Suez Environment projects to reuse wastewater, provide careful management of water resources

Aug. 9, 2007
In some European countries, summer is characterized by a persistent lack of precipitation starting in winter. Monitoring and protection of groundwater, replenishment of groundwater and systematic tracking of leaks in the networks have become essential to proper management of water services, but are not always enough to ensure ongoing availability. To handle these recurrent periods of drought, and to restrict the amount of water removed from a weakened natural environment, the reuse...

France, July 24, 2007 -- In some European countries, summer is characterized by a persistent lack of precipitation starting in winter. Monitoring and protection of groundwater, replenishment of groundwater and systematic tracking of leaks in the networks have become essential to proper management of water services, but are not always enough to ensure ongoing availability.

To handle these recurrent periods of drought, and to restrict the amount of water removed from a weakened natural environment, the reuse of wastewater, which was previously reserved for use in dry countries, is now also being developed in Europe. The development of advanced technology, particularly the implementation of processes using ultrafiltration membranes or ultraviolet treatment, produce treated water suitable for reuse for agricultural and industrial purposes.

Through its subsidiary Degrémont, SUEZ Environment has developed the largest recycling plant for wastewater treatment in Europe for the city of Milan. The plant went on line in 2005 with enough capacity to serve the equivalent of over 1 million inhabitants (345,000 cubic meters a day), and can recycle treated, disinfected wastewater to irrigate over 22,000 hectares of fruit and vegetable farms with high added value.

Although France is lucky enough to have large water resources, they are unevenly distributed which means that local authorities have to find innovative solutions to meet their various needs.

Degrémont and Lyonnaise des Eaux, SUEZ Environment subsidiaries, have just set up a test project to reuse wastewater in France at the Grau du Roi wastewater treatment plant in the Camargue (South of France). The water recycled by the station will be used to irrigate green spaces in Port Camargue.

The facility was developed by the Group's Research and Development Center, and will be conducting tests on two types of technologies between now and mid-August:
• a technique called membrane ultrafiltration, which consists of filtering the wastewater through organic membranes. The membranes create a complete physical barrier to bacteria and the various elements suspended in the water. The water circulates inside the fiber (a kind of "spaghetti"), which has a wall composed of pores 10,000 times smaller than those in human skin: the ultrafiltration membranes therefore systematically block all particles.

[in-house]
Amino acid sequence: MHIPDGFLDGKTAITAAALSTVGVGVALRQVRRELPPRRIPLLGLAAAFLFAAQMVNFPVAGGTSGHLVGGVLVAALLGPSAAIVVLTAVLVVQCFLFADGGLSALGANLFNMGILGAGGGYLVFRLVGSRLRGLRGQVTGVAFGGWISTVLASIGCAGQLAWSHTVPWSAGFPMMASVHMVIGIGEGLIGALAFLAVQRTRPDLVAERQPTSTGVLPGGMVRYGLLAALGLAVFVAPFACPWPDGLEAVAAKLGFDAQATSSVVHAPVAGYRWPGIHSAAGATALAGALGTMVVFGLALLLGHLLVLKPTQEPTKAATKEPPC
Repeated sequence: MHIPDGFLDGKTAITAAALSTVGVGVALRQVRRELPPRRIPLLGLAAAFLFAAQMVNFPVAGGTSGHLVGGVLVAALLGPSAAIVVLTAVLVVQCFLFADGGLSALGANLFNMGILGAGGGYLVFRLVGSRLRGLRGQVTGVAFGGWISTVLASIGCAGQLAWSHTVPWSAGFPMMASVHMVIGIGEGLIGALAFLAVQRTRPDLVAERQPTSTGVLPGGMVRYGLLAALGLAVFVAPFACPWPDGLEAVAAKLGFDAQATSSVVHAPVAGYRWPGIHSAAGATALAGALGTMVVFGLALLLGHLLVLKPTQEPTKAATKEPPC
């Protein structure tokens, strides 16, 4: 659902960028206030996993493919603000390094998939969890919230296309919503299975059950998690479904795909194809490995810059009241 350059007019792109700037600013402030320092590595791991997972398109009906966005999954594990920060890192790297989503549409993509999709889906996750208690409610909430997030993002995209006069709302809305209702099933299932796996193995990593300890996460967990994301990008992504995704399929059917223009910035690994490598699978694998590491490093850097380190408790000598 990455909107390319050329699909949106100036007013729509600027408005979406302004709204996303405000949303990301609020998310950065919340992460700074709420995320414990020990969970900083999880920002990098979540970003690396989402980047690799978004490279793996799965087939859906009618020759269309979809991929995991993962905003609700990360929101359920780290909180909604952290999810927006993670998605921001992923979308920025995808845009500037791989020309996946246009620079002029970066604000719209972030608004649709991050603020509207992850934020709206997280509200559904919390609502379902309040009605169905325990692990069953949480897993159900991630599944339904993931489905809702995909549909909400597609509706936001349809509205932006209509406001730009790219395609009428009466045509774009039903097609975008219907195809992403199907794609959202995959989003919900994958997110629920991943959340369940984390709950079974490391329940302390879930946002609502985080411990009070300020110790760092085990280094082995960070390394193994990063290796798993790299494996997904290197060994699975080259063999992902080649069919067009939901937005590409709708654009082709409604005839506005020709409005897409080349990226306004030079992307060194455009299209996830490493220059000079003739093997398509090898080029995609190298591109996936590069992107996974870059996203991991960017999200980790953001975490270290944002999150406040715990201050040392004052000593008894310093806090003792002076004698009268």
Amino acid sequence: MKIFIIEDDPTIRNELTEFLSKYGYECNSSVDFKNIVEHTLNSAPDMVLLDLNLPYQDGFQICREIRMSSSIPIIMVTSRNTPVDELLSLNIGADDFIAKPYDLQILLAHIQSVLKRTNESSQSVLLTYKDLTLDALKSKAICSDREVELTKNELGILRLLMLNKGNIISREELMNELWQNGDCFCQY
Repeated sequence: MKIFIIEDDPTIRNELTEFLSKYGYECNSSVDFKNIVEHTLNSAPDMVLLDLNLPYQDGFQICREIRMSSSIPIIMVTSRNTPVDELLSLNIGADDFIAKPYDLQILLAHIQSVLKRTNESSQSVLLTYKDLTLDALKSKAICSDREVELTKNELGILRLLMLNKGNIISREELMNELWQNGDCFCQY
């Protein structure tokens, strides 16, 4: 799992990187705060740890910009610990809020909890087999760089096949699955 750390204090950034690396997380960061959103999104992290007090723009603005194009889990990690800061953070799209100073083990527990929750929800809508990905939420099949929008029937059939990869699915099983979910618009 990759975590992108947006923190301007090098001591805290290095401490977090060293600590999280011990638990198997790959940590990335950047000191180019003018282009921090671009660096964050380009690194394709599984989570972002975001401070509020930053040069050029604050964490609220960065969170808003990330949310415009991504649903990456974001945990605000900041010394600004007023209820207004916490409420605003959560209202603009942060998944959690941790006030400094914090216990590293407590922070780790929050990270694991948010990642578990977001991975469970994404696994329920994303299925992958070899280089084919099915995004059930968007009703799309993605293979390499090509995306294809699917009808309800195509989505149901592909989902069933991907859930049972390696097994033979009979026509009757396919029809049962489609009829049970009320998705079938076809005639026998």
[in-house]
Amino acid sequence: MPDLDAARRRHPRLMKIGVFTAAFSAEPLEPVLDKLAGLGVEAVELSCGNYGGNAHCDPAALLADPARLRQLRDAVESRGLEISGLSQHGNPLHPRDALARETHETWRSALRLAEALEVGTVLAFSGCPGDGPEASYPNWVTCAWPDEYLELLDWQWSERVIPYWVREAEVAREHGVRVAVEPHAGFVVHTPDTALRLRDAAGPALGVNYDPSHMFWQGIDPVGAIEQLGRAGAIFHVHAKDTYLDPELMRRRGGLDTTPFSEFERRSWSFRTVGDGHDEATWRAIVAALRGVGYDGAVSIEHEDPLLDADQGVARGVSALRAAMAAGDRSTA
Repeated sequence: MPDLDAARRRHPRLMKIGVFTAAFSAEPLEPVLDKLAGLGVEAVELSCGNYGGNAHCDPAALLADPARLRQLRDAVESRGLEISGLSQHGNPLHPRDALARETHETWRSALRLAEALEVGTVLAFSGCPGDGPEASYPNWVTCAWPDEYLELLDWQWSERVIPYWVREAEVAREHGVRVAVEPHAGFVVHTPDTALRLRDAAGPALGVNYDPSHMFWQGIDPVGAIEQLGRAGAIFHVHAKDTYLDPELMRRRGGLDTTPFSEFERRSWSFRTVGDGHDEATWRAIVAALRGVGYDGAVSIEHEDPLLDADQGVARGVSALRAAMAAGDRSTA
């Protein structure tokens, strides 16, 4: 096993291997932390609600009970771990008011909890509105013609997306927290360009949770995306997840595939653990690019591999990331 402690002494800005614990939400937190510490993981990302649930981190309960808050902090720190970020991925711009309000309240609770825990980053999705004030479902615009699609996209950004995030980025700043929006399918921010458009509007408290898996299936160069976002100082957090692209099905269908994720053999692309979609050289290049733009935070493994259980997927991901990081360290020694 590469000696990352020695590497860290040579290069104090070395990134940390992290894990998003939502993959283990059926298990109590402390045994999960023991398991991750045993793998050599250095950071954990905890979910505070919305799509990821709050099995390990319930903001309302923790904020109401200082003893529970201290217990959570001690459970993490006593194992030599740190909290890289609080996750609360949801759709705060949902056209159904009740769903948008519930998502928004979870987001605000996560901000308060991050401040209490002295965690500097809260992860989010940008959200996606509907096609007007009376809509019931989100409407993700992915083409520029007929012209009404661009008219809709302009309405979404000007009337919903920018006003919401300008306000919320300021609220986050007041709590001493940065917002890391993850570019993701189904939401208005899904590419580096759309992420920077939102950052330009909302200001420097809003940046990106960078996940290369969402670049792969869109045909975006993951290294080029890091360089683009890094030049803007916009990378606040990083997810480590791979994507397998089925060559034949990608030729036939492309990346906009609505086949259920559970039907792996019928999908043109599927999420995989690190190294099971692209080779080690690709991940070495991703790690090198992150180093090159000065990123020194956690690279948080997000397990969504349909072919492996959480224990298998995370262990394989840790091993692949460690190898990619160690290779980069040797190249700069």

• the second technology uses ultraviolet disinfection. Water in contact with ultraviolet light is completely purified of all its microorganisms.

The purpose of this experiment is to demonstrate the viability of a recycling system for wastewater in terms of the quantity and quality of the water produced.

Water recycling is a market with high potential. Currently only 2% of wastewater collected is reused, i.e. over 7 billion cubic meters in 2005. In the next ten years, installed global capacity for treating wastewater will triple and increase from 20 million cubic meters per day in 2005 to 55 million cubic meters per day in 2015, an annual increase of between 10 and 12%.

Throughout the world, Degrémont, a worldwide specialist in water treatment plants, has built over 50 wastewater recycling plants, with a total capacity of 2.4 million cubic meters per day.

SUEZ Environment, a SUEZ business line, provides equipment and services that protect the environment and deliver the essentials of life. Its activities include drinking water production and distribution, wastewater collection and treatment, and waste treatment and recovery. Backed by its experience in the water and waste cycles, SUEZ Environment has a wide-ranging portfolio of know-how in providing a sustainable solution to the requirements of local authorities and businesses. SUEZ Environment employs over 57,500 people worldwide and in 2006, generated turnover of 11.4 billion euros.

---

Also see:
-- "First half of 2007: Sustained revenue growth"
-- "India: Degrémont (SUEZ Group) opens one of the largest drinking water production plants in the country, supplying almost four million people

###

Sponsored Recommendations

SmartSights WIN-911 Alarm Notification Software Enables Faster Response

March 15, 2024
Alarm notification software enables faster response for customers, keeping production on track

Automated Fresh Water Treatment

March 15, 2024
SCADA, Automation and Control for Efficient and Compliant Operations

Digital Transformation Enables Smart Water

March 15, 2024
During this webinar we will discuss factors driving the transformation to digital water, water industry trends, followed by a summary of solutions (products & services) available...

Automation for Water Treatment and Distribution Systems

Jan. 31, 2024
Dependable, Flexible Control Solutions to Maximize Productivity